Sulaymaniyah is in the heart of Kurdistan, where people have a grasp of history that betrays their patriotism for the Kurdish nation. On the third day of his trip into northern Iraq, Alastair Leithead explores what makes the Kurds so different.
It took the dancers two hours to get ready, the men strapping their feet and twisting the belts around their baggy trousers, the women wrapping the golden material around their waists.
The music system was a bit dodgy, and the music kept cutting out, but they performed their traditional Kurdish dance with passion and precision.
There is much discussion about a referendum on Kurdistan's future
In fact their director and teacher pointed out it was a dance with steps only performed in Sulaymaniyah, as each Kurdish area has its own specific style.
The performance was at the city's youth centre and while the four men and three women practiced their dance moves, others in jeans whizzed around the courtyard on their roller blades, not quite confident enough to use them outdoors.
Culture is hugely important to Kurdish people, especially in Sulaymaniyah, but there is a strong pull to the west - the modernisation and consumerism - driven perhaps by the satellite televisions they have had access to since they started running their own affairs.
Make-up and heels
A McDonalds restaurant has not yet opened, but "MaDonal", complete with golden arches does brisk business.
And at the university, students mill around the campus, chattering with each other and doing some last minute cramming for their exams. Remarkably in this part of Iraq, the war only stopped lectures for a few weeks.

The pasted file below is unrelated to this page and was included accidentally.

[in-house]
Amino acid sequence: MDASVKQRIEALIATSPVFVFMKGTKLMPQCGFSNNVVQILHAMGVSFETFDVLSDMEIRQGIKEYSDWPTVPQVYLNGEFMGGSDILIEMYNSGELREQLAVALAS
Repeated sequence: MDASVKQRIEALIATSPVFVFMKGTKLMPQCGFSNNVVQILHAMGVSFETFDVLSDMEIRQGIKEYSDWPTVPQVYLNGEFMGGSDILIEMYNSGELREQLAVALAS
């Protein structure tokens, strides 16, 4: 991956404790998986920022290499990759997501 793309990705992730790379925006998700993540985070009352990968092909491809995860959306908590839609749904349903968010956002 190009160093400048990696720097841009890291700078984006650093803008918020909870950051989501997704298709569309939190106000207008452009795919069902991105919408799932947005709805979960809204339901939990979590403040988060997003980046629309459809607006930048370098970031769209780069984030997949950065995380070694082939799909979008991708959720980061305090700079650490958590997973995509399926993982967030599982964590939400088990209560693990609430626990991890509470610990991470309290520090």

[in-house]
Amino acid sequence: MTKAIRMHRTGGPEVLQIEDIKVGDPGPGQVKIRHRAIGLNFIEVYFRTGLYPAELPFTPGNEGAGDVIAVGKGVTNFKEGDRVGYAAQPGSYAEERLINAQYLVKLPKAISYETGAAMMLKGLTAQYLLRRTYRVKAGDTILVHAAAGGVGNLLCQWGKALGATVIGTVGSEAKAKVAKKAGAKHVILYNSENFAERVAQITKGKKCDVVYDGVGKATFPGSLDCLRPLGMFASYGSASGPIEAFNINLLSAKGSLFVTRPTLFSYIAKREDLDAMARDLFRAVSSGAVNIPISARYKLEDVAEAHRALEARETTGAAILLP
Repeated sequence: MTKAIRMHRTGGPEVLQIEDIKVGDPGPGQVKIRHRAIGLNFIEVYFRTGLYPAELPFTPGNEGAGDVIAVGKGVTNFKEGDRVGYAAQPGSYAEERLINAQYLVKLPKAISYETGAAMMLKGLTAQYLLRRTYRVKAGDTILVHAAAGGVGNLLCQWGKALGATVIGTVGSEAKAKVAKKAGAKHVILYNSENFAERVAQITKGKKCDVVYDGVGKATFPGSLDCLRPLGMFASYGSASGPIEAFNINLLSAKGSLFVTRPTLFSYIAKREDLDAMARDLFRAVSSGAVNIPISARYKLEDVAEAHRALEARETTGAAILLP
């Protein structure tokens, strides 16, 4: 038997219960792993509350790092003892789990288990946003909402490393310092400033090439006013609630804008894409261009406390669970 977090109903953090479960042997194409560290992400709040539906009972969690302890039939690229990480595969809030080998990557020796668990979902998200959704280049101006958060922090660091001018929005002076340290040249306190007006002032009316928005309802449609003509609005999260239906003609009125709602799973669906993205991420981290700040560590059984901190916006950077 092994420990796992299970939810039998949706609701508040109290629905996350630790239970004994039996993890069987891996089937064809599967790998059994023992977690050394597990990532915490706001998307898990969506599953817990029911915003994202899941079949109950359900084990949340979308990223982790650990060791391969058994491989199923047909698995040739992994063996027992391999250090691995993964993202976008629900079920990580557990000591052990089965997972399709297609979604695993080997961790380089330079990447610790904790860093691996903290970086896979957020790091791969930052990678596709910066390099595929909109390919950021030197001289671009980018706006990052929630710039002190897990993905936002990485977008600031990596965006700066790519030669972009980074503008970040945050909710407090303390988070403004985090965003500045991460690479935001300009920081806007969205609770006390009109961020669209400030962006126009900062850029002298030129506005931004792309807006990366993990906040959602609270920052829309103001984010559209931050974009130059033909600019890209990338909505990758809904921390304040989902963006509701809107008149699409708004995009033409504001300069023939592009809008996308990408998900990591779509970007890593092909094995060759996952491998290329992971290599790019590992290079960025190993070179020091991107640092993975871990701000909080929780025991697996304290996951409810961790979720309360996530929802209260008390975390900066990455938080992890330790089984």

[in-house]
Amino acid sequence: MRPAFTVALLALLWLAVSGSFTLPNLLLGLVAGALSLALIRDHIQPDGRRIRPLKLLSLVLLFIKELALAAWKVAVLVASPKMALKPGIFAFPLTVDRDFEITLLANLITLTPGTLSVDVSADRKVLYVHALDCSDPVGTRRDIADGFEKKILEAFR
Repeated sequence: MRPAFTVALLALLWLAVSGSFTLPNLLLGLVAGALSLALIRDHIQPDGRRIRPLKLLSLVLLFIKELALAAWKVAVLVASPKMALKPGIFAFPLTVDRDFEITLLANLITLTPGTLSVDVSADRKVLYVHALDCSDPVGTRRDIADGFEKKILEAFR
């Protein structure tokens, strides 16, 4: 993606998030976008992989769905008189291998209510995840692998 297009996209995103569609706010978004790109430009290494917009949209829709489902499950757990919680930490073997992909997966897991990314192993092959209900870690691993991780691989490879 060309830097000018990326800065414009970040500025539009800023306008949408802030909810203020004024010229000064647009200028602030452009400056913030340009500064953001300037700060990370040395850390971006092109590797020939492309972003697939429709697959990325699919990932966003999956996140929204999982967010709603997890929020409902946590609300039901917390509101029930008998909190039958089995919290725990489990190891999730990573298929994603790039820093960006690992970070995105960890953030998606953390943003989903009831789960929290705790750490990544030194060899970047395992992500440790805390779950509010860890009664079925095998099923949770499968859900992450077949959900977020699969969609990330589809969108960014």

There are probably more women than men and they are happy to air their views to anyone who asks.
They are dressed in bright and fashionable colours and jeans, make up and heels - a truly different picture to the rest of Iraq.
In the main square where the old men in their traditional Kurdish costume sit in the afternoon sun, beads in hand, putting the world to rights, the statues and murals of famous historical Kurds keep an ever watchful eye on them.
Ask anyone in the street for a potted history of the first Kurdish king, the original extent of Kurdistan and the importance of Kurdish culture and you soon discover a patriotism which runs deep.
People are proud, and after decades of abuse, maltreatment and victimisation, the last 10 years of freedom has given back to Iraq's Kurds the dignity which was taken from them by Saddam Hussein.
They were killed - some by chemical weapons - and dumped in mass graves, ordered from their homes and their land and banished into the mountains. Now they have their own region, working for them and working well - they are not going back.
At the local TV station I managed to grab an interview with the editor and presenter of a show that is popular in Kurdistan.
Culture - both old and new - is important to the Kurds
Every week an hour long programme paves the way for a referendum on the future of Kurdistan. Academics and politicians make their points in the studio and the people call in - it is a hot topic of discussion.
"Maybe 90% of the people want independence," he says. "But the politicians talk about a federation - that's the least we can have, but we want the Americans, the British, the UN, anybody to give us our referendum and let us decide our own future."
And anyone who knows their history, knows the Kurds have been let down before.
On day four: Into Halabja
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